Being fooled by randomness

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This is fine

"The data stream is compressed," said my collaborator. Your application can read a block of compressed data, do whatever with it, and then read the next block.

"Sounds great," I replied. "What's the compression method?"

"zlib," they answered. "There's a block of compressed data, a separator sequence and then another block, another separator, and so on."

"What's the separator sequence?"

"The ASCII sequence SEPSEPSEP," they said.

Something tickled in the back of my mind. "Is that a good idea?" I asked. "What if the separator shows up in the data?"

"That's pretty unlikely, right? What's the probability of that string occurring in real binary data?"

I thought for a moment. "I think we can estimate this, actually. Well-compressed data is basically random, so isn't it just a 1 in 256 chance for each byte?"

"That sounds right."

"So. 256 to the ninth power, or 2^72?" I stated.

"Pretty unlikely!"

"I guess you're right," I admitted. "It seems wrong to rely on that, though."

"We can change it if you really want," they said. "But it would be a pain to do."

"No, a one in 256^9 chance is works out to once every billion years for the volume we're considering," I said. "We'll just use what you've got."

A billion years later

"Hey," I said. "I think your data stream producer is broken."

"What do you mean? It's pretty simple," my collaborator responded, a little defensively. "Here it is in essence."

>>> import zlib




... message_1 = b'Four score and seven years ago'

... message_2 = b'our fathers brought forth on this continent'

... message_3 = b'a new nation, conceived in Liberty'


... chunk = b''.join(

... (

... zlib.compress(message_1),


... zlib.compress(message_2),


... zlib.compress(message_3),

... )

... )

... send_to_stream(chunk)

"That's about what I expected," I replied. "But I keep getting corrupt messages."

"Well, what does your consumer application look like?"

"Here it is," I said, now defensive myself:

>>> import zlib



... data = get_stream(3)

... compressed_parts = data.split(SEPARATOR)

... [zlib.decompress(p) for p in compressed_parts]

b'Four score and seven years ago',

b'our fathers brought forth on this continent',

b'a new nation, conceived in Liberty',


"That looks right. What's the problem?"

"Well, those messages were fine. But I keep getting ones that fail to decompress. Here's the hex string for such a message."




"Uh, look those first few bytes. 53 45 50, isn't that... S E P in ASCII?"

"Yeah, you're right. I knew it! The separator is appearing in the data! Didn't I warn you about this?"

"Yeah, but then you also said it would only happen once every billion years. That was... yesterday."

"I think we, uh, miscalculated."

Everything is obvious (once you know the answer)

So what went wrong? It's clear in retrospect. We were expecting the data stream to look like this:

first_message | SEP SEP SEP | next_message

Because each message is compressed, and therefore effectively random, we were right that a particular string of nine bytes was unlikely to occur. However, we failed to consider the case where a message ended in the three byte string S E P. What we would want is this:

...SEP | SEP SEP SEP | next_message

But we would get is this:

... | SEP SEP SEP | SEP next_message

That is, we'd split too early, and truncate the first message. The next message would then have a spare SEP prepended to it, so it would be corrupt too.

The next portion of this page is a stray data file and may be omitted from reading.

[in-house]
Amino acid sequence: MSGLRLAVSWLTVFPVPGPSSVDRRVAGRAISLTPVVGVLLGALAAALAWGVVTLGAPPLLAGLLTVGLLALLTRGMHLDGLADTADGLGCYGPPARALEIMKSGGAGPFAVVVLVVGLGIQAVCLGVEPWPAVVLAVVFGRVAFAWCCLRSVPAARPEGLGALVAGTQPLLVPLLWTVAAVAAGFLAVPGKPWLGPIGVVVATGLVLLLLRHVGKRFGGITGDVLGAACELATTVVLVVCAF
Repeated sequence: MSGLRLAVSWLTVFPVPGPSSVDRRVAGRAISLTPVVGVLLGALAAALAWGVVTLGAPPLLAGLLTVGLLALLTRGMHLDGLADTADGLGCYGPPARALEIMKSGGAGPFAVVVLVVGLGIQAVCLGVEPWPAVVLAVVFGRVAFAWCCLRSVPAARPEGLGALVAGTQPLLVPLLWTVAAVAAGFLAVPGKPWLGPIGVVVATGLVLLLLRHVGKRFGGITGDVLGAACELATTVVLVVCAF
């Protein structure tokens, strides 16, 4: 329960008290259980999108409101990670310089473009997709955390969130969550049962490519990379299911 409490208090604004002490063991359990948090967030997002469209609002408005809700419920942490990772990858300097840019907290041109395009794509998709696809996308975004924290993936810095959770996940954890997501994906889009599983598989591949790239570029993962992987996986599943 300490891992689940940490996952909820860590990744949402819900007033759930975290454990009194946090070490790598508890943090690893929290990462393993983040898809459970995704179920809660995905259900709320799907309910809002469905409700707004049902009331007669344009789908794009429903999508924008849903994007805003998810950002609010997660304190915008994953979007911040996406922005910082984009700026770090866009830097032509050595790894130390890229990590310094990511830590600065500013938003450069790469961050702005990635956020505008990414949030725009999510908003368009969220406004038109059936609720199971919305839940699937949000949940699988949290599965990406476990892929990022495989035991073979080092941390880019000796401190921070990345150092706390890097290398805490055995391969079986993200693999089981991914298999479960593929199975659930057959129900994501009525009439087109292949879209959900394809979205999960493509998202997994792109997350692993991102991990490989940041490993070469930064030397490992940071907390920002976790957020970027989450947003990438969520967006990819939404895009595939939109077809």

What we thought was a 256^9 chance of corruption was actually a 256^3 chance of corruption: a message merely needed to reproduce part of the separator sequence. Our billion years turned into a few dozen minutes. Whoops.

Do the right thing

What would have been a better way to produce the compressed stream? There are a number of cromulent answers.

One method would be to take advantage of the fact that the zlib format looks like this:

header | DEFLATE block | DEFLATE block | last DEFLATE block | checksum

Since you can tell which DEFLATE block is the last one (see the DEFLATE stream format), you know when you're at the end of a message. There's no need for separators at all!

A simplified reader based on this method is below:

from io import BytesIO
from zlib import decompressobj

def decompress(chunk, SEGMENT_SIZE=8):
result = bytearray()
with BytesIO(chunk) as f:
collector = bytearray()
decompressor = decompressobj()
while True:
# If there's data in the decompression buffer, grab it.
segment = decompressor.unused_data
if segment:
decompressor = decompressobj()
# Otherwise, read from the "file" and break if we're at the end.
segment =
if not segment:
# Decompress what we read.
result += decompressor.decompress(segment)
return result

Another would be to use gzip instead of plain zlib. It adds some framing on top of zlib, in particular a header and trailer. Most gzip tools allow you to just concatenate compressed blocks together

$ cd /tmp/

$ echo "First" > first.txt

$ echo "Second" > second.txt

$ gzip first.txt

$ gzip second.txt

$ cat first.txt.gz second.txt.gz > combined.txt.gz

$ gunzip combined.txt.gz

$ cat combined.txt



A third would be to prepend each compressed block with its length. Then the reader knows exactly how much to read.

from io import BytesIO

from struct import Struct

from zlib import decompress

s = Struct('!Q') # Sizes stored as unsigned 64-bit integers

result = bytearray()

with BytesIO(stream) as f:

while True:

size_bytes =

if len(size_bytes) < s.size:


read_size, = s.unpack(size_bytes)

compressed_block =

if len(compressed_block) < read_size:


result += decompress(compressed_block)

In the end

The lesson here is this: never believe anyone when they say "the bad thing probably won't happen."